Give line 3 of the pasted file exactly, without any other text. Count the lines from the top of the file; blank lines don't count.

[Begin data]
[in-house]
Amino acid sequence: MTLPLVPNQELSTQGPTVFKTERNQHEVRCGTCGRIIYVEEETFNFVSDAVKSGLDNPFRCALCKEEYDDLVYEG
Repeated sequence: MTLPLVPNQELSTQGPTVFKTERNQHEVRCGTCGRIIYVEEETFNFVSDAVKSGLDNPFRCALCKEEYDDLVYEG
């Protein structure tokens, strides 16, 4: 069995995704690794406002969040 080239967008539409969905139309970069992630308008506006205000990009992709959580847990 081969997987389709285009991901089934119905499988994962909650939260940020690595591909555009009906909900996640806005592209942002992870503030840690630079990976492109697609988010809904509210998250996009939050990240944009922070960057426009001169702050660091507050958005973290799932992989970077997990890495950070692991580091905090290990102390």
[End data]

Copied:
Repeated sequence: MTLPLVPNQELSTQGPTVFKTERNQHEVRCGTCGRIIYVEEETFNFVSDAVKSGLDNPFRCALCKEEYDDLVYEG